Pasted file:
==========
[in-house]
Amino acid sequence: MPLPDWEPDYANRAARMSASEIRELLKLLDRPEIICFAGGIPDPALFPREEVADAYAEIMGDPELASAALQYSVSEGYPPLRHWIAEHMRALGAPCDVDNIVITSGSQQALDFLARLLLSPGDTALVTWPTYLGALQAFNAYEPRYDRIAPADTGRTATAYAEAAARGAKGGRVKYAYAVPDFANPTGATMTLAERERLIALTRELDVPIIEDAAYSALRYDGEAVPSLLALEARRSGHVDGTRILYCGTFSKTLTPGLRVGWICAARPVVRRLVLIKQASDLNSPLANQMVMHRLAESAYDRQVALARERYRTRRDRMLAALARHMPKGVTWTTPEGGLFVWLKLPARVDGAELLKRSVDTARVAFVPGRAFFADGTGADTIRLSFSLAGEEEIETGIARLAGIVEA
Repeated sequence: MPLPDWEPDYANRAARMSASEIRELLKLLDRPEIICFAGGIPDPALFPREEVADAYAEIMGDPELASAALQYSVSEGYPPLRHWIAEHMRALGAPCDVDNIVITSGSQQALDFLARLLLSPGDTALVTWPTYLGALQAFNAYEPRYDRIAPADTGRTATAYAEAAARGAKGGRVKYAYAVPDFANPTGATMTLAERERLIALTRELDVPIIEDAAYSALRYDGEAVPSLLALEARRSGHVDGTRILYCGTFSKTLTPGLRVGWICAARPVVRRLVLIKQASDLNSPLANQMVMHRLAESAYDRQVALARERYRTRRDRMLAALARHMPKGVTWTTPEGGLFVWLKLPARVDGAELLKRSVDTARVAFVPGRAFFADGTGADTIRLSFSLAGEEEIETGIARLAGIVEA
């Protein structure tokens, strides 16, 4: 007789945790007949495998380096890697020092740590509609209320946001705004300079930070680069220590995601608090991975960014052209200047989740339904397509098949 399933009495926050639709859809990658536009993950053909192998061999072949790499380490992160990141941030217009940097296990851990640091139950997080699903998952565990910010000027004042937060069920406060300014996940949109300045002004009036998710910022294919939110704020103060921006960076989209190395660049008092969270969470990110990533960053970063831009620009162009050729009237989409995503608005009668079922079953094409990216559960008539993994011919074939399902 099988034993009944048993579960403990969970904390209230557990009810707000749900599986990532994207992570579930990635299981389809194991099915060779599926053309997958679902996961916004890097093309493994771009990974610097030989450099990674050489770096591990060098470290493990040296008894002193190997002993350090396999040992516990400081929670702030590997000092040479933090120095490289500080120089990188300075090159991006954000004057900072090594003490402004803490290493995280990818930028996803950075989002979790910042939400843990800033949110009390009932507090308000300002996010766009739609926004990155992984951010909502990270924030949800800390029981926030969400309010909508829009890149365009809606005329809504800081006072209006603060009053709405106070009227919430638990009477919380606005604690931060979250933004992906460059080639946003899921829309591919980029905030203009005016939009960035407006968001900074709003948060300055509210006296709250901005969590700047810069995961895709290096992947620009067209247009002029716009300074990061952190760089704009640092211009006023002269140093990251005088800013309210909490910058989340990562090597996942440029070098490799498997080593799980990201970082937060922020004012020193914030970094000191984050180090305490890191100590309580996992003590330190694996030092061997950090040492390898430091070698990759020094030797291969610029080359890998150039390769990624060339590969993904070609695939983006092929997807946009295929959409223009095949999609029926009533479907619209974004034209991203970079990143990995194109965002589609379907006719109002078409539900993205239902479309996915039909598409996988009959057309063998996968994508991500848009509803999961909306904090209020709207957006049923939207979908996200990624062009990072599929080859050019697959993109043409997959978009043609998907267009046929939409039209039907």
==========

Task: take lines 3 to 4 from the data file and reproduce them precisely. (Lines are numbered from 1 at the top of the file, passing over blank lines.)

Repeated sequence: MPLPDWEPDYANRAARMSASEIRELLKLLDRPEIICFAGGIPDPALFPREEVADAYAEIMGDPELASAALQYSVSEGYPPLRHWIAEHMRALGAPCDVDNIVITSGSQQALDFLARLLLSPGDTALVTWPTYLGALQAFNAYEPRYDRIAPADTGRTATAYAEAAARGAKGGRVKYAYAVPDFANPTGATMTLAERERLIALTRELDVPIIEDAAYSALRYDGEAVPSLLALEARRSGHVDGTRILYCGTFSKTLTPGLRVGWICAARPVVRRLVLIKQASDLNSPLANQMVMHRLAESAYDRQVALARERYRTRRDRMLAALARHMPKGVTWTTPEGGLFVWLKLPARVDGAELLKRSVDTARVAFVPGRAFFADGTGADTIRLSFSLAGEEEIETGIARLAGIVEA
């Protein structure tokens, strides 16, 4: 007789945790007949495998380096890697020092740590509609209320946001705004300079930070680069220590995601608090991975960014052209200047989740339904397509098949 399933009495926050639709859809990658536009993950053909192998061999072949790499380490992160990141941030217009940097296990851990640091139950997080699903998952565990910010000027004042937060069920406060300014996940949109300045002004009036998710910022294919939110704020103060921006960076989209190395660049008092969270969470990110990533960053970063831009620009162009050729009237989409995503608005009668079922079953094409990216559960008539993994011919074939399902 099988034993009944048993579960403990969970904390209230557990009810707000749900599986990532994207992570579930990635299981389809194991099915060779599926053309997958679902996961916004890097093309493994771009990974610097030989450099990674050489770096591990060098470290493990040296008894002193190997002993350090396999040992516990400081929670702030590997000092040479933090120095490289500080120089990188300075090159991006954000004057900072090594003490402004803490290493995280990818930028996803950075989002979790910042939400843990800033949110009390009932507090308000300002996010766009739609926004990155992984951010909502990270924030949800800390029981926030969400309010909508829009890149365009809606005329809504800081006072209006603060009053709405106070009227919430638990009477919380606005604690931060979250933004992906460059080639946003899921829309591919980029905030203009005016939009960035407006968001900074709003948060300055509210006296709250901005969590700047810069995961895709290096992947620009067209247009002029716009300074990061952190760089704009640092211009006023002269140093990251005088800013309210909490910058989340990562090597996942440029070098490799498997080593799980990201970082937060922020004012020193914030970094000191984050180090305490890191100590309580996992003590330190694996030092061997950090040492390898430091070698990759020094030797291969610029080359890998150039390769990624060339590969993904070609695939983006092929997807946009295929959409223009095949999609029926009533479907619209974004034209991203970079990143990995194109965002589609379907006719109002078409539900993205239902479309996915039909598409996988009959057309063998996968994508991500848009509803999961909306904090209020709207957006049923939207979908996200990624062009990072599929080859050019697959993109043409997959978009043609998907267009046929939409039209039907």